“Bella, are you comfortable?” The Significant Other’s deep voice brings me back to the present.

“Just drive,” I say, squealing as he starts to push me down the street.

It’s the first time in two weeks since I’ve been out of the house. Breathing in the cool air, I realize how much I’ve missed being outdoors.

At first, being pushed in a wheelchair seems like a gift from the gods.

No bags to carry.
No sweat to wipe off my brow.
No worrying that my underpants are crawling into places they shouldn’t be crawling.

But then nausea assaults me. I feel it rise quickly as the Significant Other weaves in and out of the narrow cobblestone-lined streets that lead to the market. Trying to stifle the need to hurl, I close my eyes.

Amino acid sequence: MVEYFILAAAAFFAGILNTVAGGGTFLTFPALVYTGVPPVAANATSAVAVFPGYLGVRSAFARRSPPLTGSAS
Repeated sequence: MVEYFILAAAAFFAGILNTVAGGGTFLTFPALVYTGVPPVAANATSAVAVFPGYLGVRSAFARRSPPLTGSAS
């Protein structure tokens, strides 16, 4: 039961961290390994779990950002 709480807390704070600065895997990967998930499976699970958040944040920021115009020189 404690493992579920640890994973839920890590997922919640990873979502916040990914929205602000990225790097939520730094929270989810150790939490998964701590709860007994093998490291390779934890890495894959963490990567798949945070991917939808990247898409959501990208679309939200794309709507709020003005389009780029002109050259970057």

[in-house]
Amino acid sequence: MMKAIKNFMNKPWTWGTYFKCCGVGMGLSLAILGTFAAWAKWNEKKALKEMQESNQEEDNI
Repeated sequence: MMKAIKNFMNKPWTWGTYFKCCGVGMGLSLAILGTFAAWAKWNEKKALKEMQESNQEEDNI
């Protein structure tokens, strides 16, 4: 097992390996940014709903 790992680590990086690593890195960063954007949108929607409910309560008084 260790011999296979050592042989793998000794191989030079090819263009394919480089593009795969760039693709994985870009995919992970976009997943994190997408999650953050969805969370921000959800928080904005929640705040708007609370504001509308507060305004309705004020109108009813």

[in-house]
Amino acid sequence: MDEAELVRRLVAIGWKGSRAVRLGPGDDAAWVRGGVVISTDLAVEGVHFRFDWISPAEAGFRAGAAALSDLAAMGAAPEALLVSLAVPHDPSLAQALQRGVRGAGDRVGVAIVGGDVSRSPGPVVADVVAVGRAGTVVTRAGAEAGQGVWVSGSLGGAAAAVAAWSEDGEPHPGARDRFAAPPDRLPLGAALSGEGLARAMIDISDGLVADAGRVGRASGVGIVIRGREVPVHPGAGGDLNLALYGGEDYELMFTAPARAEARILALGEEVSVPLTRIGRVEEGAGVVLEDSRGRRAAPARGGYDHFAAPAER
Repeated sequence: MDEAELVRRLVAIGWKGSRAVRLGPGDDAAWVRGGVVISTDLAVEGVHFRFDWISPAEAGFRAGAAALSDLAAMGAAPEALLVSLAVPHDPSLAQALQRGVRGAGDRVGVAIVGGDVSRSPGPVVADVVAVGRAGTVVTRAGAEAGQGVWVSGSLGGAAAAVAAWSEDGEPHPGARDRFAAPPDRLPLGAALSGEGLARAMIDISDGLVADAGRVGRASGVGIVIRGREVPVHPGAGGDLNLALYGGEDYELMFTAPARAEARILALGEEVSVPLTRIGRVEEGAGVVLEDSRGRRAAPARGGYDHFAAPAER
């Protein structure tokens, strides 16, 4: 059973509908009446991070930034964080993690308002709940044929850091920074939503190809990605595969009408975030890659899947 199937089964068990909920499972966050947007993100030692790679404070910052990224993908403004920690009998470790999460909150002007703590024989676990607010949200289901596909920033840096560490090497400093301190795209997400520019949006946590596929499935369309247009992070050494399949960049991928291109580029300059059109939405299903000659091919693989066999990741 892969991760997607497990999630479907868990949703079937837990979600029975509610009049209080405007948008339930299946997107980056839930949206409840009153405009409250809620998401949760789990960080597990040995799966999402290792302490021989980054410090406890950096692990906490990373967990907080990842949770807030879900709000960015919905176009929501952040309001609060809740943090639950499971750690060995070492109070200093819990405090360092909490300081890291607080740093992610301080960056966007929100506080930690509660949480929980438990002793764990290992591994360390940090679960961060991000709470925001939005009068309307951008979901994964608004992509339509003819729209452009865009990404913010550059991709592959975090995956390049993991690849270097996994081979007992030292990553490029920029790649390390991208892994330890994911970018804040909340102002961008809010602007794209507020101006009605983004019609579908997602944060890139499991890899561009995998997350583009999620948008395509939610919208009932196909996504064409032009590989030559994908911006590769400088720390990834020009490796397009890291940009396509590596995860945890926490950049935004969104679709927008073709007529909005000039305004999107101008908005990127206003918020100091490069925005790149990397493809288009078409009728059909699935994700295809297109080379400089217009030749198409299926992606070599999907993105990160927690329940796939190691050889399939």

I see daddy sitting in his chair.
I can hardly believe that his thin frail body used to be burly and strong.
A powerhouse of a man.
A solider who survived three tours in Vietnam and was awarded a bronze star for his heroic service.
A man who served his country for thirty years and then went back to school to earn a Bachelor’s degree.
A teacher who worked for ten years in the public school system.
A father who once chased one of my sister’s boyfriends down the street with a bat.

Exposure to chemicals like Agent Orange, disease, and old age had taken their toll.
His ability to walk and be self sufficient had been taken from him.
He too had felt powerless.

Feeling my head spin, the blue sky intermingles with the pink blossoms and creates a beautiful kaleidoscope effect.